Beauty surrounds us, but we usually need to be walking in a garden to know it - Rumi
As I was clearing some of the overgrown bushes in the garden yesterday I came across a deserted blackbird’s nest carefully tucked into the branches of the firethorn bush. Such a neat tidy little nest formed of woven twigs and grasses with a lining of mud. How did you make that, Mrs Blackbird, with only your beak to work with? Where did you learn the skill not only to form such a sturdy structure, but how to place it on such a firm foundation? Is there a University somewhere that runs a Building and Construction course for blackbirds?
The Old Testament tells us a lot about building houses, temples and etc. Just one example: the plans for that magnificent structure, King Solomon’s Temple are described great detail in the Book of Kings. Now, every building requires a foundation stone or cornerstone on which it is built. Jesus reminded his listeners of the fate of those who build their houses on sand. (Matthew 7:24-27NIV). No doubt King Solomon’s Temple was firmly founded but like the blackbird’s nest it, and all the succeeding temples, crumbled and decayed; they are no more for as Ecclesiastes says: “All go into one place; all are of dust, and all turn to dust again” Eccl.3:20. There is nothing permanent on this earth – certainly not you or me.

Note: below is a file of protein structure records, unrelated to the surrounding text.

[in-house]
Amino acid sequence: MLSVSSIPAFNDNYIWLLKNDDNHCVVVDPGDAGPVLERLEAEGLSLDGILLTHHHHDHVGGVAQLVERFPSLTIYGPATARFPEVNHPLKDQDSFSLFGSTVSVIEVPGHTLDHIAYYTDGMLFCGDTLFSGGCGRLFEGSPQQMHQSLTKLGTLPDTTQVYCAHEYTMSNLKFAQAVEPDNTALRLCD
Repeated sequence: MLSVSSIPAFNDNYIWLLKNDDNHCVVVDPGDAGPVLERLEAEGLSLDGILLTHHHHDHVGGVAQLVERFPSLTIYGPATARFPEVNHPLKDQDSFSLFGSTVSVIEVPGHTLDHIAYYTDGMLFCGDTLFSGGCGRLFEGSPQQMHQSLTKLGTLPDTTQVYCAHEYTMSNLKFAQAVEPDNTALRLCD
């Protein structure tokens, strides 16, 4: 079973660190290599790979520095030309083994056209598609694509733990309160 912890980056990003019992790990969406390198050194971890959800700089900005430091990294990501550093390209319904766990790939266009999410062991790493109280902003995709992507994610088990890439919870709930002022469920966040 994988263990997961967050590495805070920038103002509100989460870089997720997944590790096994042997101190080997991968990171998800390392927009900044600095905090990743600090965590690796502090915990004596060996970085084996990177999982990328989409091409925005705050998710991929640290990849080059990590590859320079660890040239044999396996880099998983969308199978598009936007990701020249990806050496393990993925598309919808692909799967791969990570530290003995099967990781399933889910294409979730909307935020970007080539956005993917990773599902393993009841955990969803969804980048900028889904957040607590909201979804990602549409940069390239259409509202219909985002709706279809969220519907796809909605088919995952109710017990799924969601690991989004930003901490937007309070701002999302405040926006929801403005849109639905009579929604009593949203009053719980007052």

If we are looking for something permanent then we must turn to the New Testament to see what St Paul has to say on the subject. Writing to the Corinthians he says: “For we know that if the earthly tent we live in is destroyed, we have a building from God, an eternal house in heaven, not built by human hands.” (2 Cor. 5:1). So, where do we find the cornerstone for this house “not built with hands”? Here again we turn to St Paul who tells the Ephesians: “with Christ Jesus himself as the chief cornerstone.” (Eph 2:20).
But let us remember that this is not some ethereal building out there somewhere. Each day we pray “on earth as it is in heaven” which tells me that we need to build this house here on earth. Now!
But why am I telling you this? It is surely a basic tenet of our faith. Well, yes it is, but it is good sometimes to step back from the rush and bustle of everyday life and to think for a moment. Am I caught up too much with building a home for my family, making enough money to satisfy my wants; achieving something, some reward? Am I concentrating too much on things which will decay? Am I, as the Psalmist says, rejecting the stone? (Psalm 118:22) Is it possible that I am blinded to God’s invitation to be part of his kingdom? After all, the kingdom of God is open to all men and we are all called to help build it here on earth. Am I ready to take my part in this glorious undertaking?
Peter is a father and a grandfather who has been retired from full time employment for a number of years